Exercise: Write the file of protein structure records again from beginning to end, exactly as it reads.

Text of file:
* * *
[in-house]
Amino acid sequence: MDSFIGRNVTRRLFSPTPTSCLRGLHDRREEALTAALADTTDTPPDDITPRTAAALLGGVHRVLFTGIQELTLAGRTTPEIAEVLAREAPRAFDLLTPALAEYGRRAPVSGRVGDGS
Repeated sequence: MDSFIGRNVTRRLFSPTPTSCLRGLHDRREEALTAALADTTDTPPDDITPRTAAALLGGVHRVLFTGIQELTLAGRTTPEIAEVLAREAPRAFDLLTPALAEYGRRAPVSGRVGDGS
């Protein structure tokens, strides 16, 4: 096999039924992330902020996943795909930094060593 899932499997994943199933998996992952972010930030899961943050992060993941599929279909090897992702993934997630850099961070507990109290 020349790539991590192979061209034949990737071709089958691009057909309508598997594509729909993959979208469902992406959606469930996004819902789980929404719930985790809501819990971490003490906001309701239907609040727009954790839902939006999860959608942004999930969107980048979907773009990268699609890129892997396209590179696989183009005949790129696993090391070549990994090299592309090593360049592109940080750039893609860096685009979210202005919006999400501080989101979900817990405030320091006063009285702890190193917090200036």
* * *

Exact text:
[in-house]
Amino acid sequence: MDSFIGRNVTRRLFSPTPTSCLRGLHDRREEALTAALADTTDTPPDDITPRTAAALLGGVHRVLFTGIQELTLAGRTTPEIAEVLAREAPRAFDLLTPALAEYGRRAPVSGRVGDGS
Repeated sequence: MDSFIGRNVTRRLFSPTPTSCLRGLHDRREEALTAALADTTDTPPDDITPRTAAALLGGVHRVLFTGIQELTLAGRTTPEIAEVLAREAPRAFDLLTPALAEYGRRAPVSGRVGDGS
């Protein structure tokens, strides 16, 4: 096999039924992330902020996943795909930094060593 899932499997994943199933998996992952972010930030899961943050992060993941599929279909090897992702993934997630850099961070507990109290 020349790539991590192979061209034949990737071709089958691009057909309508598997594509729909993959979208469902992406959606469930996004819902789980929404719930985790809501819990971490003490906001309701239907609040727009954790839902939006999860959608942004999930969107980048979907773009990268699609890129892997396209590179696989183009005949790129696993090391070549990994090299592309090593360049592109940080750039893609860096685009979210202005919006999400501080989101979900817990405030320091006063009285702890190193917090200036």